While NIST International School’s host city of Bangkok is developed, with a host of professional expatriate chefs, Barder believes that independent caterers in Hanoi are premature by about five years; international chefs and food safety measures are lacking in Vietnam.
“If [Betz] were to get sick,” Barder says, “we’d only be able to survive for a couple of days.” Barder does not believe that the sous-chefs Betz has been training are ready to take leadership positions should Betz be absent.
The administration then became aware of Epicure. Several of Barder’s former colleagues had spoken favourably of the catering company.
Epicure was established in 2003, and currently serves thousands of daily meals in various schools in the South-East Asia region. Their website boasts the “freshest fruits and vegetables, fresh bread and healthy drinks.”
Eighth grade student Annabel Neel is critical of Epicure’s capabilities. Her previous school, International School of Guangzhou, was catered by Epicure. “No one ate [the food],” she says. “Literally no one ate it. The pasta was never cooked. It was also really oily, because they tried to use the cheapest things they could get their hands on. On normal days, there was only ever one food choice.”
Gibney believes that caterers dehumanise the canteen experience. He criticises the lack of responsiveness of UNIS’s previous caterer, saying that he prefers being able to address concerns with Betz himself.
Gibney feels comfortable with asking Betz, “‘What’s the deal with rice, man?’” He says that “[Betz]’ll tell you what the deal with rice is. The new caterer won’t tell you what the deal with rice is, I doubt.”
Basile Villars, eighth grade student, has formed a petition to reinstate Betz. “I feel it’s unjust that Chef Adam was removed from the staff even though he had a three year contract with them,” Villars says.
Villars’s petition has over three hundred signatures, and he is hoping to collect more. Meanwhile, various other groups have formed, including a third grade petition movement and an eleventh grade group of concerned students.
“There was a significant lack of communication,” Lakwijk says. “The decision was made based on reasons that only the management team could oversee. However, what they didn’t do is give this problem to the community, and say, ‘okay, these are the reasons why we think this is not gonna work. What do you think we could do about it to keep Chef Adam and his team here? To make it successful?’ Loads of parents [and] teachers are disappointed in the way the decision has been made.”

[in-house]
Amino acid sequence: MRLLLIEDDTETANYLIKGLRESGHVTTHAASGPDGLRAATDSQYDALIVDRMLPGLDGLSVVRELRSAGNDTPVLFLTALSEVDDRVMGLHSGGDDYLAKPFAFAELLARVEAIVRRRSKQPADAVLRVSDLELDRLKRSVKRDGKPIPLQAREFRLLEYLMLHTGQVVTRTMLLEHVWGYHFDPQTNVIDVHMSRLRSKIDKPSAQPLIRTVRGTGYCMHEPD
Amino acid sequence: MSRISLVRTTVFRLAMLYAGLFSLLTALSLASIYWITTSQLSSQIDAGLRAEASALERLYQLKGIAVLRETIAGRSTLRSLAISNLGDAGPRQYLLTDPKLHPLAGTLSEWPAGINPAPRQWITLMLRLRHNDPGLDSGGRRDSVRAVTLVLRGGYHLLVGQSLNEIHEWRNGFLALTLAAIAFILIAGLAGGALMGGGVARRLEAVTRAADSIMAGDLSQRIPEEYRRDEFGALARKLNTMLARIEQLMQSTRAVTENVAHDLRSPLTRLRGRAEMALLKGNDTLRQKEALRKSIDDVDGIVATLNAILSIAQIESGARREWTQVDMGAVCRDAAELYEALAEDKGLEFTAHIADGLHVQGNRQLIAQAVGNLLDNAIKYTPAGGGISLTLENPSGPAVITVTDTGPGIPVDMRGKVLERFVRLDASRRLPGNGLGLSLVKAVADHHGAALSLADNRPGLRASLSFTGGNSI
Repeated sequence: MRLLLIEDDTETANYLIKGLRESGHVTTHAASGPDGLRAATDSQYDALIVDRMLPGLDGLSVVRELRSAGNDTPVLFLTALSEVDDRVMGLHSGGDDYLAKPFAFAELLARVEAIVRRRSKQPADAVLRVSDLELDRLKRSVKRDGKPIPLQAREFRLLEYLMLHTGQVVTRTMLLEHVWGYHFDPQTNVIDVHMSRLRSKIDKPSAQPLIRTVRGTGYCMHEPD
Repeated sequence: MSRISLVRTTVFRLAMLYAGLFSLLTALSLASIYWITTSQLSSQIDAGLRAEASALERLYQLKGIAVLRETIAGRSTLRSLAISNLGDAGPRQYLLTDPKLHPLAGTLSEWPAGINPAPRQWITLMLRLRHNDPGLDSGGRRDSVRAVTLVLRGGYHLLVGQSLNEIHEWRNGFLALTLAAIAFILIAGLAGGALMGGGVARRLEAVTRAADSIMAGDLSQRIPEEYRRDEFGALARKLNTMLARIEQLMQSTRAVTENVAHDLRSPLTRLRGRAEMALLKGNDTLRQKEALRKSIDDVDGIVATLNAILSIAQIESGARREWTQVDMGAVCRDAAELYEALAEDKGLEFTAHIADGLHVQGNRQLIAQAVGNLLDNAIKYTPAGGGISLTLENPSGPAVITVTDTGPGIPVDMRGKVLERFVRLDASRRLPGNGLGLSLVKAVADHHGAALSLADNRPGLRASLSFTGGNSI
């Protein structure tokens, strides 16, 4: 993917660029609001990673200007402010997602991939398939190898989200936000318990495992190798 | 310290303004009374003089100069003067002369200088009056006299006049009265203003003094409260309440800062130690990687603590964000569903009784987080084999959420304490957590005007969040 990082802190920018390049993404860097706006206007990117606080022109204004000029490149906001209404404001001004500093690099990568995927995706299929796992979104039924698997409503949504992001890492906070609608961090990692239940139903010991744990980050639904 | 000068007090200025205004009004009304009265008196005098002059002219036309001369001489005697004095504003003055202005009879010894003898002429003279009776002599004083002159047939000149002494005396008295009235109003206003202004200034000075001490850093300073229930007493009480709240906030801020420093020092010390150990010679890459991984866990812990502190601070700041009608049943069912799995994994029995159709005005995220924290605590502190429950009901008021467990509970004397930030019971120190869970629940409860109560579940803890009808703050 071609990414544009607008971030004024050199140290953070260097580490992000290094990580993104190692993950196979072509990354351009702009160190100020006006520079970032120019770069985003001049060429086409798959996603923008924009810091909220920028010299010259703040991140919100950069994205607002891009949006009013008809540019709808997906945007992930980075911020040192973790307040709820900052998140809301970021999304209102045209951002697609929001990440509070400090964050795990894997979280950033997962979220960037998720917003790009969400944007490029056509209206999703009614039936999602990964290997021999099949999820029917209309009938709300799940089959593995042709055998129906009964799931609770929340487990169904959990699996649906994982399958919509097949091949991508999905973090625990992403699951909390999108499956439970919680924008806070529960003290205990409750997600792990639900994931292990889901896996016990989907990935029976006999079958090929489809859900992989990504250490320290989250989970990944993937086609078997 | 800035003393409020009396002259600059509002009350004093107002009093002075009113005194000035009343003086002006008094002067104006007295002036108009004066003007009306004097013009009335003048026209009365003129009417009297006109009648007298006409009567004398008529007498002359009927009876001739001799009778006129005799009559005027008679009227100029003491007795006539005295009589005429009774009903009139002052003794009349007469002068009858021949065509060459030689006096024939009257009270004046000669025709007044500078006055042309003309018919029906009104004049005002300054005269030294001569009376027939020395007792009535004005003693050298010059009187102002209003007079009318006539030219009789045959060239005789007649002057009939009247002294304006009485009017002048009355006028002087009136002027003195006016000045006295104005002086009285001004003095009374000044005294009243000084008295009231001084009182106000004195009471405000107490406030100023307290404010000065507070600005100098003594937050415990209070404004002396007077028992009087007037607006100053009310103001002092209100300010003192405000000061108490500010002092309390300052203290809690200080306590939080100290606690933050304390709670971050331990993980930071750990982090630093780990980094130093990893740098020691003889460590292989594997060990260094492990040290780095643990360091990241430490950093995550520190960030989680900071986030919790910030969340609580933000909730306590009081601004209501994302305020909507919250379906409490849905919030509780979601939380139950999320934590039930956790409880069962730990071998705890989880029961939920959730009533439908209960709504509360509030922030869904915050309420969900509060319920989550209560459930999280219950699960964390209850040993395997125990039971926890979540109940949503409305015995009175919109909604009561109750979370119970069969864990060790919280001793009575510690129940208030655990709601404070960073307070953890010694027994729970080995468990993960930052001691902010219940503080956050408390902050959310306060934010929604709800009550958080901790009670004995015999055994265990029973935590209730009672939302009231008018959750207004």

Barder does not believe that introducing the problem earlier would have eased the tense social situation. “You can’t run a school by voting,” he says, despite his acknowledgement that the administration wants the community’s input on decisions that impact them.
Teacher Adam Robinson believes that the quality of the canteen experience directly impacts the community as a whole. “ECC, elementary, high school, middle school, parents, staff, students…they often don’t interact, but the cafeteria’s one place [that] everyone, almost on a daily basis, uses,” Robinson says. “It really can change the morale of the community.”
“It was all lined up,” Barder says. “The dream and the vision [were] there. That was me. I did it.” However, after reevaluating the situation, Barder found that he was uncomfortable with the vulnerability of the new canteen under the watch of an independent chef with limited food procurement and sourcing capabilities.
“Maybe it’s not the right decision,” Barder says. “It’s the best one that I could come up with for the long-term future. I hope it works out. I hope you come to school on August 15th, and you sit down to lunch, and you’re really satisfied with that food. And that’s the test. Right? [Epicure’s] got to come through. I wish I could sit here and guarantee that. I can’t.”
However, Barder believes that the administration has found the best company to serve the school’s long-term needs, while maintaining the high standards set by Betz.
Lakwijk believes that in the 2017-18 school year, the canteen has become a very welcoming place, providing the opportunity for students to eat the healthy foods he promotes in class. “It’s been a joy to watch,” he says. “So many students go to the salad bar, drinking water instead of sodas… That’s the kind of thing I think educational institutions need to breathe, need to promote. We owe Chef Adam a lot in that regard.”
Photos by Stella Turner-O’Malley